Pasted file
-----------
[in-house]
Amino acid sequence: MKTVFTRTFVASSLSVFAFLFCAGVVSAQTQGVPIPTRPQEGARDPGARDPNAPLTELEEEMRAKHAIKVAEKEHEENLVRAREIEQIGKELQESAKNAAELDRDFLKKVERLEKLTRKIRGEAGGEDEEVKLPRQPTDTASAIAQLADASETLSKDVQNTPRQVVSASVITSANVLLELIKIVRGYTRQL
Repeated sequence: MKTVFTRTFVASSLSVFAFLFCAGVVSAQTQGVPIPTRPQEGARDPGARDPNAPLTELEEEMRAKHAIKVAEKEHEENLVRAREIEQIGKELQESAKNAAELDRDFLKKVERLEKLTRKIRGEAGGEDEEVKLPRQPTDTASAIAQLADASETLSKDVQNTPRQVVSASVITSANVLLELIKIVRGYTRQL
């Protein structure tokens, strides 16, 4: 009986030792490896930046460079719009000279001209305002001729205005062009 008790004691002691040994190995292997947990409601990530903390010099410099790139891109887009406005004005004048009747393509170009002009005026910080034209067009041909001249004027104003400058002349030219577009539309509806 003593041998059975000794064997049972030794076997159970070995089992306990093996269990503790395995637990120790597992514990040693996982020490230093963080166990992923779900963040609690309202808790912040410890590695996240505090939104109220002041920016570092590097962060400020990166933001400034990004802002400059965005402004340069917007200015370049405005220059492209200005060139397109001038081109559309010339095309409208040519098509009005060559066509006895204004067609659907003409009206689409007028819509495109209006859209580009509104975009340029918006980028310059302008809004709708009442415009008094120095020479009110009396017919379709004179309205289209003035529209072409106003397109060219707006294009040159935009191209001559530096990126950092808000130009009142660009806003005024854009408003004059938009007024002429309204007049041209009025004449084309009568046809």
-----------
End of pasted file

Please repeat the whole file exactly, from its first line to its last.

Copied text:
[in-house]
Amino acid sequence: MKTVFTRTFVASSLSVFAFLFCAGVVSAQTQGVPIPTRPQEGARDPGARDPNAPLTELEEEMRAKHAIKVAEKEHEENLVRAREIEQIGKELQESAKNAAELDRDFLKKVERLEKLTRKIRGEAGGEDEEVKLPRQPTDTASAIAQLADASETLSKDVQNTPRQVVSASVITSANVLLELIKIVRGYTRQL
Repeated sequence: MKTVFTRTFVASSLSVFAFLFCAGVVSAQTQGVPIPTRPQEGARDPGARDPNAPLTELEEEMRAKHAIKVAEKEHEENLVRAREIEQIGKELQESAKNAAELDRDFLKKVERLEKLTRKIRGEAGGEDEEVKLPRQPTDTASAIAQLADASETLSKDVQNTPRQVVSASVITSANVLLELIKIVRGYTRQL
């Protein structure tokens, strides 16, 4: 009986030792490896930046460079719009000279001209305002001729205005062009 008790004691002691040994190995292997947990409601990530903390010099410099790139891109887009406005004005004048009747393509170009002009005026910080034209067009041909001249004027104003400058002349030219577009539309509806 003593041998059975000794064997049972030794076997159970070995089992306990093996269990503790395995637990120790597992514990040693996982020490230093963080166990992923779900963040609690309202808790912040410890590695996240505090939104109220002041920016570092590097962060400020990166933001400034990004802002400059965005402004340069917007200015370049405005220059492209200005060139397109001038081109559309010339095309409208040519098509009005060559066509006895204004067609659907003409009206689409007028819509495109209006859209580009509104975009340029918006980028310059302008809004709708009442415009008094120095020479009110009396017919379709004179309205289209003035529209072409106003397109060219707006294009040159935009191209001559530096990126950092808000130009009142660009806003005024854009408003004059938009007024002429309204007049041209009025004449084309009568046809």